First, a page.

Ask if the POA/HOA is currently involved in any ongoing legal disputes. If so, all owners could be responsible for the cost.
Rules and Regulations
Are there restrictions on who you can allow to use your site when you aren’t there (friends, family)? For age-restricted over-55 parks, are there rules limiting the length of time your children/grandchildren can visit? Are there limits on the age or type of RV allowed in the park? (This could affect rental income later.)
Choosing an RV Lot
When considering resale value, bigger is always better. If you’re purchasing in a park with pet-segregated lots, get one. Even if you don’t have a furry friend, experts say these are more desirable to buyers. You may also want to avoid lots designated for a particular type of RV. This limits your rental opportunities and could be a problem if you ever decide to downsize from your Class A to a Class B or Class C. Waterfront or water view lots are most popular, as are end lots and those that back up against natural borders. As a rule, the fewer visible neighbors, the better. Look at potential problems like drainage. If you have a choice between a preowned developed lot and a bare pad, factor the cost of permits, materials and construction into your assessment. The developed lot could be the better deal.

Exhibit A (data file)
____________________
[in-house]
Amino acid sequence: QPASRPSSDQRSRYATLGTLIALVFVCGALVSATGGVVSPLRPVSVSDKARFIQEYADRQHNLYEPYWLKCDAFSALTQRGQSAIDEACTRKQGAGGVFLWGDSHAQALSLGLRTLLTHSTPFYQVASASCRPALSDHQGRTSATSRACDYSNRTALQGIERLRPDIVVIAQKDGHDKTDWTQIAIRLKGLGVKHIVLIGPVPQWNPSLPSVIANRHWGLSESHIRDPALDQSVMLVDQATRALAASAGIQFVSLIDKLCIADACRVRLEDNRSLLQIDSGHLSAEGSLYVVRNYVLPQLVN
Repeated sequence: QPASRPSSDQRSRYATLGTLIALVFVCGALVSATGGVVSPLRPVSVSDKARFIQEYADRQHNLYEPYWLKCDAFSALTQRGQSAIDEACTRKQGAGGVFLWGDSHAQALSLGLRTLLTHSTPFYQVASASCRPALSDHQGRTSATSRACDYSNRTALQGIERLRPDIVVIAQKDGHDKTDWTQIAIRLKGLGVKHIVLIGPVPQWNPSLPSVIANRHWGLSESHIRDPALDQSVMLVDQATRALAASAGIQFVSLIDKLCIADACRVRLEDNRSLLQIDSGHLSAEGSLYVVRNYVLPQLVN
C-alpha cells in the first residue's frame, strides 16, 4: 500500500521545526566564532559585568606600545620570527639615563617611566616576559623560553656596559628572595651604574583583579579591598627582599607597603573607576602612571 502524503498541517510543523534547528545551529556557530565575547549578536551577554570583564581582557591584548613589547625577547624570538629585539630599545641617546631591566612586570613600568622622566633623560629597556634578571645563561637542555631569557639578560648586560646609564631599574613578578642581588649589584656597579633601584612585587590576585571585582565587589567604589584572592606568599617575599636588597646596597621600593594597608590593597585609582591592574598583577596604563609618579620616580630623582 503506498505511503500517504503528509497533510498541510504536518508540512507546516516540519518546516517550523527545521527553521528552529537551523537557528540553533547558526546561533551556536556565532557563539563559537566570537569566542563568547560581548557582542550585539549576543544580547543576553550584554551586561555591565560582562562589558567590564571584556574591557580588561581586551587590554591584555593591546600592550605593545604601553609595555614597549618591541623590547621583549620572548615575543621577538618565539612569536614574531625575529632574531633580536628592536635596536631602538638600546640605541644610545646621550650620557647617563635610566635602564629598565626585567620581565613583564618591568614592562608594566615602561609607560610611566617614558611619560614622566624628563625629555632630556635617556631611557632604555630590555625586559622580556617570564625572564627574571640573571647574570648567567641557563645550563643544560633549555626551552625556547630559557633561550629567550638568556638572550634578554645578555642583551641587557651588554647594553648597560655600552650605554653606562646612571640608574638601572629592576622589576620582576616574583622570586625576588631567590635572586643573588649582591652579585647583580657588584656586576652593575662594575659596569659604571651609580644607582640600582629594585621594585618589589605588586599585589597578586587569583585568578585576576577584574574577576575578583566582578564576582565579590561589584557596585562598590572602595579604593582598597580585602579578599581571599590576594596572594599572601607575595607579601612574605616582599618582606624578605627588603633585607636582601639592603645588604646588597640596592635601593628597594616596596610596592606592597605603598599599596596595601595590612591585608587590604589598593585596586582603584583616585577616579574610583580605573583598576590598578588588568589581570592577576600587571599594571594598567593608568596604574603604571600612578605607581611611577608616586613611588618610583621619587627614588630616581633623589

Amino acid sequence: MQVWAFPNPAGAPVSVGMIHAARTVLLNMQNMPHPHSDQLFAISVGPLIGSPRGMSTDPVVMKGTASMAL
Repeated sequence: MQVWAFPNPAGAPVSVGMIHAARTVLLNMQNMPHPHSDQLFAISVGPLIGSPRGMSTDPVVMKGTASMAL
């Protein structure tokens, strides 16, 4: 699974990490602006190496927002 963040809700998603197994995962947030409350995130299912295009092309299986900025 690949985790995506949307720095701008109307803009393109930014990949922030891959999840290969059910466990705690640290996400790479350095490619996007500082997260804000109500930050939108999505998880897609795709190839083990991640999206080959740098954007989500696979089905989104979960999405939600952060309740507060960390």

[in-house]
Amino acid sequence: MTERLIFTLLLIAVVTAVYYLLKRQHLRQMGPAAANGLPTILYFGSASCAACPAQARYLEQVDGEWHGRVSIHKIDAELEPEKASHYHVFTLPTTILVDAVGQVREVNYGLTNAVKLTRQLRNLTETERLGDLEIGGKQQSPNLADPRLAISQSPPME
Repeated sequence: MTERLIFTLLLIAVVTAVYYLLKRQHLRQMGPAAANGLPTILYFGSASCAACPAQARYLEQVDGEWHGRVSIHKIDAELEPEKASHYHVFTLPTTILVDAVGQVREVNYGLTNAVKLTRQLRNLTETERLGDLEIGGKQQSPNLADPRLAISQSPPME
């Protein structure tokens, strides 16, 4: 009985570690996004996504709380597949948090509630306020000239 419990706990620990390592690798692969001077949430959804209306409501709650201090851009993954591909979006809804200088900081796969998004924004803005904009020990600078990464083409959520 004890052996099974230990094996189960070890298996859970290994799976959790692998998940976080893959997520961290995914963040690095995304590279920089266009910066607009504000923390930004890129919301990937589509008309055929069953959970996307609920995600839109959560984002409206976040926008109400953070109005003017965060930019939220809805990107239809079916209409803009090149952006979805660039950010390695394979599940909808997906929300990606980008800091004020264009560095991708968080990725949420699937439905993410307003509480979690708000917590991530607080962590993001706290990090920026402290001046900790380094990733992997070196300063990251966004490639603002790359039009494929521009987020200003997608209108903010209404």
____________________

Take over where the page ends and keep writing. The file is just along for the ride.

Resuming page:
Buying an RV lot is a serious investment, but it can pay off in more than just dollars and cents. You’ll have the convenience of a second home, the amenities of a vacation resort and the community of a small-town neighborhood, all while still having the flexibility to travel. And, of course, when winter comes, you won’t be shoveling snow.
There’s an RV park for everyone! Here’s a quick look at some luxury resorts: